Embriones Huaco is the first approach to a fictional history of pregnancy interruption in pre-Hispanic communities from the coast of Peru. As sketches of imaginary vestiges, the graphite drawings combine the shapes of Nasca and Mochica huacos with the aesthetic of my ceramic embryos. The cross-knit looping create links with a Nasca mantle dated 100 - 300 C.E. from the Brooklyn Museum’s collection, a textile that houses symbols of fertility. This project originated as an archeological practice of imagination. These pieces envision a community defined by rites of abortion. It also confronts the resulting omissions from which colonialism and patriarchy have constructed our history. At the same time, it questions what was “allowed” to be represented by pre-Hispanic cultures on the coast of Peru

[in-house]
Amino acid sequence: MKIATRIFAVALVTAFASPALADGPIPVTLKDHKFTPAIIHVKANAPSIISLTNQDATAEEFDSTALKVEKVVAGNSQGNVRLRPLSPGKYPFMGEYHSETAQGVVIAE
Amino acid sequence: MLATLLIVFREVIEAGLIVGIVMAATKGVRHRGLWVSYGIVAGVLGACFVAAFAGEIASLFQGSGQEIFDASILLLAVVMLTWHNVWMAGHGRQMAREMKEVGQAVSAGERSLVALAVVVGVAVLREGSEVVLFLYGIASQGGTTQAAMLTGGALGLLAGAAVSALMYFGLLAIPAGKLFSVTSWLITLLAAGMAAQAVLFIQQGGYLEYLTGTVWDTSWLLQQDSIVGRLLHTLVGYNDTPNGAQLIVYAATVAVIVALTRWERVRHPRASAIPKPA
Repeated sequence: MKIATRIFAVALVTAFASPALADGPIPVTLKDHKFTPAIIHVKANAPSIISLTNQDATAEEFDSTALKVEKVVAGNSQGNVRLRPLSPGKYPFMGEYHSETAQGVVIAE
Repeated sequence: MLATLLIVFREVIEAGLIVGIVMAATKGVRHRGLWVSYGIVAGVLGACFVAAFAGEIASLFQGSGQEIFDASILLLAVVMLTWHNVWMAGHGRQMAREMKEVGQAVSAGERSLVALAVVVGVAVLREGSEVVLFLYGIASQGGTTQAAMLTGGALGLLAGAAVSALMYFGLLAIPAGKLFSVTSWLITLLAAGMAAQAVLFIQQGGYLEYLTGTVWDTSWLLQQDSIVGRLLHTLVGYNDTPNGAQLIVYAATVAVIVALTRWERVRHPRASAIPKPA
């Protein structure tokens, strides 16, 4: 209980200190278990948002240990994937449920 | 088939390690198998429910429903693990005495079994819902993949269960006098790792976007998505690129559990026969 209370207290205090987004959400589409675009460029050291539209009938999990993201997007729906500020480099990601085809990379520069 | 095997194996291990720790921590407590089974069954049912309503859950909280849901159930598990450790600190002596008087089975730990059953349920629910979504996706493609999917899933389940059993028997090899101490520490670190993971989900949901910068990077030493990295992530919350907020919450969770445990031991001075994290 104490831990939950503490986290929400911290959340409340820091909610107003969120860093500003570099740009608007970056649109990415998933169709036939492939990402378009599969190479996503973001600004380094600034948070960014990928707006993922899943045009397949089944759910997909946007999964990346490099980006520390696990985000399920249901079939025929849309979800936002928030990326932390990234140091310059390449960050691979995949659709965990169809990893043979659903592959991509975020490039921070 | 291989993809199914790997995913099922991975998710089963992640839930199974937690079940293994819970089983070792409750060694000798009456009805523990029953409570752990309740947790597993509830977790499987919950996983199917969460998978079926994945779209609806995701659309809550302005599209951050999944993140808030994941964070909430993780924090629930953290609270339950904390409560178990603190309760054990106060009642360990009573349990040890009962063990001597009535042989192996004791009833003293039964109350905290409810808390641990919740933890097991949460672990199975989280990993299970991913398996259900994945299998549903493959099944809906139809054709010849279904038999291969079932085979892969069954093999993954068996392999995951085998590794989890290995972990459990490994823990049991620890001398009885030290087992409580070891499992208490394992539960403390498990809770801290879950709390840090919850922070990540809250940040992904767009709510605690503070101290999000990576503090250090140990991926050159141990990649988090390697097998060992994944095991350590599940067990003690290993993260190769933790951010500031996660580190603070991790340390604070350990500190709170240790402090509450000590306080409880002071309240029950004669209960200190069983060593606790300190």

In the process of drawing the embryos, knitting them, caring for them, I can not help to reflect on each of the pieces as magical exercises of physical, emotional, and spiritual abortions.